Eva Bradley: Being good just exhausting

By Eva Bradley

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Overt happiness is the new subject of magazine photos. Photo / Shutterstock
Overt happiness is the new subject of magazine photos. Photo / Shutterstock

Ever since the first caveman picked up a charred stick from the fire and scratched out the lanky stick-figure shape of a female on the limestone walls of his home, women the world over have had an issue with their self-image.

Apart from a brief period during the Renaissance when creamy, full-bodied curves were fashionable, we all want to be skinnier, smarter, fuller of lip and thinner of hip. And we all look to magazines to set the impossible examples by which we all live (miserably) by.

Or at least until very recently we did.

As I sat in the hair salon this week sipping an organic, ethically-sourced, not-tested-on-animals herbal weight-loss tea while flicking idly through a bunch of glossy new women's magazines, I realised we are in a new epoch.

Being good is all very well, but what women need to remember is that, just like sugar and coffee won't kill you in moderate doses, a little bit of bad isn't really such a bad thing.
Eva Bradley

Gone are the glossy covers featuring airbrushed, pint-sized blonde models with perfect white teeth and suspicious curves in only the right places.

Instead the usual titles and a bunch of new (age) ones featured frolicking children, easy-breezy campers with deckchairs and remodeled VW combi vans at the beach and - universally - people in varying degrees of overt happiness.

Most of the covers had the matt feel of recycled paper and the models looked beautiful in a healthy and wholesome way rather than in a surgically enhanced one.

Read more: Richard Moore: Reasons to be cheerless

While my colour developed, I speed-read features on fighting depression through exercise, avoiding skin cancer during summer, being mindful, building libraries for children in the Third World and going vegan.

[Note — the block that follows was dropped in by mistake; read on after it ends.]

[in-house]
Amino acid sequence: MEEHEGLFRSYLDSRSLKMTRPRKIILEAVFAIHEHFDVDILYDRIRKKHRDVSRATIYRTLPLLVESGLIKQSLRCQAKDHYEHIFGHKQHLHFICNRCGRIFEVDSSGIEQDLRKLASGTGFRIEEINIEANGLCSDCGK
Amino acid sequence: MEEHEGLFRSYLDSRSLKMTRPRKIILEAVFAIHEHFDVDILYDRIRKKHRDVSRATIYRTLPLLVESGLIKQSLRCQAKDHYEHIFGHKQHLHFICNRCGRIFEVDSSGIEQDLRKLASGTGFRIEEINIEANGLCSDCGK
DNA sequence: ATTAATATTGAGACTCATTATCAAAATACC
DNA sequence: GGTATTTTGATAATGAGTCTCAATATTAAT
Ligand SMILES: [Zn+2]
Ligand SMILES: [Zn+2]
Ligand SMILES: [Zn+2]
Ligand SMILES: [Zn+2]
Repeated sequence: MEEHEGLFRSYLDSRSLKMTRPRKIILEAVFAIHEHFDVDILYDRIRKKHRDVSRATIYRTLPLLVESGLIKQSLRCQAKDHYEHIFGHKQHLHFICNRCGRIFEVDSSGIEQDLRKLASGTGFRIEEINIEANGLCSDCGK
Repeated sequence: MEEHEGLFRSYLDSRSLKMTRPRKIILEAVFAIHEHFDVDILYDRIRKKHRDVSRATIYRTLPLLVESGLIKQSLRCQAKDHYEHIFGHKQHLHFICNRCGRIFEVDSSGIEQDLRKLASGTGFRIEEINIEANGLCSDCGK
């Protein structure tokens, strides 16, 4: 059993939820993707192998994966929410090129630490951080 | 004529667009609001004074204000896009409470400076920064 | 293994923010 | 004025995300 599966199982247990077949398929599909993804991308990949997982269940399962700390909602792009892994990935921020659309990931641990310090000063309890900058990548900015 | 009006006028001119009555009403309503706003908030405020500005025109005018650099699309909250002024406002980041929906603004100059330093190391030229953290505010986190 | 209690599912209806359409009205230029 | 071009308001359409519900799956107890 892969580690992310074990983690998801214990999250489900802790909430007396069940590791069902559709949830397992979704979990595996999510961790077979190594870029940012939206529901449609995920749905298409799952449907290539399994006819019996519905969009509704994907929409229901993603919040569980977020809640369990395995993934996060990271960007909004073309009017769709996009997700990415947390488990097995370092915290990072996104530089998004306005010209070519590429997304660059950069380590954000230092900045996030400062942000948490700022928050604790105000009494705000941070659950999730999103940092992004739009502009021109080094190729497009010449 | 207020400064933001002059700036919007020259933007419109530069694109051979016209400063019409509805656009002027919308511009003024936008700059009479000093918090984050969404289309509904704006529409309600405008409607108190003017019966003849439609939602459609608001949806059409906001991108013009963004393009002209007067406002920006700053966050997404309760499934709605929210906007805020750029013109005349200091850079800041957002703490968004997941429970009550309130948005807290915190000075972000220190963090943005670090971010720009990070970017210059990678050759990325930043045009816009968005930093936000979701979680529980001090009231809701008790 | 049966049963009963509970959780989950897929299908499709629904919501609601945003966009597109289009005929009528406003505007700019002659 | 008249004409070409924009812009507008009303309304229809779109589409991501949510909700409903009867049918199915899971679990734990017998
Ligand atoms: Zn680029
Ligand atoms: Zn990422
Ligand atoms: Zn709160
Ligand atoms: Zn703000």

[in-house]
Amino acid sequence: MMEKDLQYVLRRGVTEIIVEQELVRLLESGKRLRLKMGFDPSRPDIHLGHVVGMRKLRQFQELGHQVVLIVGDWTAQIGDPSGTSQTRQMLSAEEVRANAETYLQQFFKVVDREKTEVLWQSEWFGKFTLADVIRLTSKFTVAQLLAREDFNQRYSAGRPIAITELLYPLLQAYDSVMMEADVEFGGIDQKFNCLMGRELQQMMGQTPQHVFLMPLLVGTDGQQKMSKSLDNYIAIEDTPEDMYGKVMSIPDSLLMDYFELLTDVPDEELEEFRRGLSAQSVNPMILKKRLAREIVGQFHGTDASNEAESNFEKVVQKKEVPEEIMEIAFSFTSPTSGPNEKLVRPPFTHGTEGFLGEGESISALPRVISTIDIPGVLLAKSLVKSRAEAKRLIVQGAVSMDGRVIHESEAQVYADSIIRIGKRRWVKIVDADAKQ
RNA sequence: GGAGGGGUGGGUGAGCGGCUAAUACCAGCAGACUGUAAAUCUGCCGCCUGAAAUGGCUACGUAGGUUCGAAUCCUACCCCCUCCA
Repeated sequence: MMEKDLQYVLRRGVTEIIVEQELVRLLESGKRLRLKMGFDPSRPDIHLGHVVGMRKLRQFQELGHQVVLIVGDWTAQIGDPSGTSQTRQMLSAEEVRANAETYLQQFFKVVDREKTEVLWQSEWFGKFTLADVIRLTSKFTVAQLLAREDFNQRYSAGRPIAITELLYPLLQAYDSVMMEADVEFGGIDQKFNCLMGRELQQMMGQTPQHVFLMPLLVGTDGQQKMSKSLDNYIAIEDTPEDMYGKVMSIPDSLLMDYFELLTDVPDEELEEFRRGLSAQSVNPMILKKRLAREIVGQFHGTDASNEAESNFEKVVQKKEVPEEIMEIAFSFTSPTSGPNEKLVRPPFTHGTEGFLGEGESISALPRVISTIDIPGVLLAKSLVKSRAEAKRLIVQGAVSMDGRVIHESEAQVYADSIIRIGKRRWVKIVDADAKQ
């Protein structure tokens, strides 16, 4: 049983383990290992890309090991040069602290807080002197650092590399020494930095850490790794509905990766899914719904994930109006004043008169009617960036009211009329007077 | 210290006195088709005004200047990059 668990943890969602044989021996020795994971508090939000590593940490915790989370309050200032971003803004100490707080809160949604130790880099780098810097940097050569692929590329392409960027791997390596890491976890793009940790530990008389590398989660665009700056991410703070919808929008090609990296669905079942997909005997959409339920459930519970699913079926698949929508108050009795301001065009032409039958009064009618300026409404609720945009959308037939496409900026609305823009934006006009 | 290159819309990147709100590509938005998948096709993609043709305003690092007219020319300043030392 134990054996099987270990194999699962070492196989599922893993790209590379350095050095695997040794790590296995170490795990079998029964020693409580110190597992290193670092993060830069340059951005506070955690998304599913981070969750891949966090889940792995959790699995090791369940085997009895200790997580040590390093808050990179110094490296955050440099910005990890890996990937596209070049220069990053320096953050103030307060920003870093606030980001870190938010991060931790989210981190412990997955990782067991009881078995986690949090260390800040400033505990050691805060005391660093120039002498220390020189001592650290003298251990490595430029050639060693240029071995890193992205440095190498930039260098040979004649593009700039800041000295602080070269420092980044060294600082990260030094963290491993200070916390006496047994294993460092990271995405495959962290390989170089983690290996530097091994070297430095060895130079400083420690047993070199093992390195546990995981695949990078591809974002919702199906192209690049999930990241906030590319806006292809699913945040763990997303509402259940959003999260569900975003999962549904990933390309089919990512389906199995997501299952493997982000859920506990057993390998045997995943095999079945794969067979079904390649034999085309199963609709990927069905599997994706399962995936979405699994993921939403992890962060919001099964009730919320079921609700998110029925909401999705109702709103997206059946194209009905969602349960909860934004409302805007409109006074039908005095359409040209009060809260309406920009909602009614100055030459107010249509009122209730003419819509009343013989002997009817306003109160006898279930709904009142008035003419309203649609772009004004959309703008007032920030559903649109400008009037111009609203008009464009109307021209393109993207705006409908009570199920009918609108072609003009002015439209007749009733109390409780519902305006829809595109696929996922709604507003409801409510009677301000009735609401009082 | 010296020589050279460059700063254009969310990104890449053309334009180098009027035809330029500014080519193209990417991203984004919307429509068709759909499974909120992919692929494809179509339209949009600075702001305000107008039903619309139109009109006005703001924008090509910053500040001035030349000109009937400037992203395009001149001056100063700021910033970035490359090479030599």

Instead of feeling uplifted and inspired as I apparently should have been, I felt utterly overwhelmed with the sheer goodness that was presumably expected of me as a modern woman.

It seems that being happy and healthy is the new size 6 and frankly, the way the women's magazines spin it, this is just as unachievable.

While it might be a lofty and lovely goal to live the best life you can and be your very best self, how the hell do we squeeze in real life around all of this?

I personally can't think of anything better than always eating raw food, making my own animal-friendly cosmetics and meditating for two hours a day. If only pesky little things like holding down a job and raising a family didn't get in the way.

I suppose with titles like 'Mindfood' and 'Good', the magazines in question are being upfront about the dream they're selling. But what concerns me is that these titles are mainstream reading now and as a result they've created expectations and pressures that are potentially just as damaging as images of starving models and stories on how to tone your tummy in 20 days.

I used to read magazines to relax. To take a few moments out of real life to escape into somewhere a little bit aspirational and removed from reality. Now it's hard to pick one up without feeling like a failure for not finding time to become a master of yoga and booking a 'holiday' to volunteer in a Cambodian orphanage. What on earth happened to learning 'ten top sex tricks to make your man happy' while you enjoyed your full-fat cappuccino with chocolate on top?

When I was a girl, Cosmo ran stories about the dangers of drugs and smoking. Today's modern miss learns instead about the risks to life and limb from too much coffee and processed sugar.

Being good is all very well, but what women need to remember is that, just like sugar and coffee won't kill you in moderate doses, a little bit of bad isn't really such a bad thing.

- Eva Bradley is a photographer and columnist.

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